The rise in jobs added was above forecasts of an increase of 210,000 jobs, the Labor Department said.
The unemployment rate of 8.3% is still the lowest in nearly three years and comfortably below the level of much of last year.
Separately, the trade deficit reached the highest in more than three years.
US employment has been steadily rising over the past six months.
The number of new jobs being created has picked up pace to be consistently above 200,000 in each of the past three months, fuelling hopes that the US economy recovery is gathering pace and is less likely to need further economic stimulus.
Earlier, the head of the International Monetary Fund, Christine Lagarde, said the US may exceed a previous forecast of 1.8% growth as the recovery picks up speed.
On Friday, new figures showed the US trade deficit higher than expected in January.
High oil prices and renewed demand helped to push imports to a record high of $233.4bn, according to the Commerce Department, with imports from China rising 4.7% to $34.4bn.
The trade gap was $52.6bn in January, the highest since October 2008, and its estimate of December's trade deficit was revised up to to $50.4bn from a previous figure of $48.8bn.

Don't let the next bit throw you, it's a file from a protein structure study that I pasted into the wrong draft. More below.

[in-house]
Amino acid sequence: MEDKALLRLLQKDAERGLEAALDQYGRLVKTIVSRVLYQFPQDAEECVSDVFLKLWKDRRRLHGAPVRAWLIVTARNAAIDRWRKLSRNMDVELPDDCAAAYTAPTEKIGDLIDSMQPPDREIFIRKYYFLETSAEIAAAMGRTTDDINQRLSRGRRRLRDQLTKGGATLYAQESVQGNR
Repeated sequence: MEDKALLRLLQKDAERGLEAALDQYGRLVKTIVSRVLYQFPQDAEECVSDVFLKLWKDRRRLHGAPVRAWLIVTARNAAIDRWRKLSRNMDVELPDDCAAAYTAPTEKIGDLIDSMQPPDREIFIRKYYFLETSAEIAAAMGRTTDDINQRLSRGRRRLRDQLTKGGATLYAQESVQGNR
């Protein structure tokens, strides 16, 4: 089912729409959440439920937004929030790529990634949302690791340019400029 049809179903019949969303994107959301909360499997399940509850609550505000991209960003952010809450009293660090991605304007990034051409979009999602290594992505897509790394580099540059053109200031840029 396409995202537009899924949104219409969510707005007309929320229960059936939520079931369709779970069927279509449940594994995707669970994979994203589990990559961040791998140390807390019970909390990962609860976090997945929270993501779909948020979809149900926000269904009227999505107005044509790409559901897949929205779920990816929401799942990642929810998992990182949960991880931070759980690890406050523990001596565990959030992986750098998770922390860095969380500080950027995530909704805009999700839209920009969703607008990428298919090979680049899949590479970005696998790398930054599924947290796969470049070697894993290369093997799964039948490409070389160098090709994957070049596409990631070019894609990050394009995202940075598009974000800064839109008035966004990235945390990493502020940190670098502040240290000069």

Employment in February rose in professional and businesses services by 82,000, with half of that in temporary help services.
Jobs growth also occurred in health care and social assistance, leisure and hospitality, manufacturing, and mining.
Manufacturing added 31,000 jobs, with most car makers been taking on new workers and adding shifts and overtime to meet pent-up demand after production was disrupted early last year following the tsunami and earthquake in Japan.
Another positive note was provided by a revision to data showing that the economy had created 61,000 more jobs in December and January combined than was previously estimated.
Paul Ashworth, chief US economist at Capital Economics, said the figures added to evidence that the US jobs market had turned a corner: "Overall, another very strong payroll report and there's every chance that March will bring more of the same."
The number of people without a job remained all but unchanged last month, at 12.8 million, and the number of those working part time because their hours have been cut back or because they have been unable to find a full-time job was also stuck at 8.1 million.
Unemployment is one of the most hotly contested topics among the candidates battling to win November's presidential election.
An improvement in the figures is seen as favourable to the incumbent, President Barack Obama.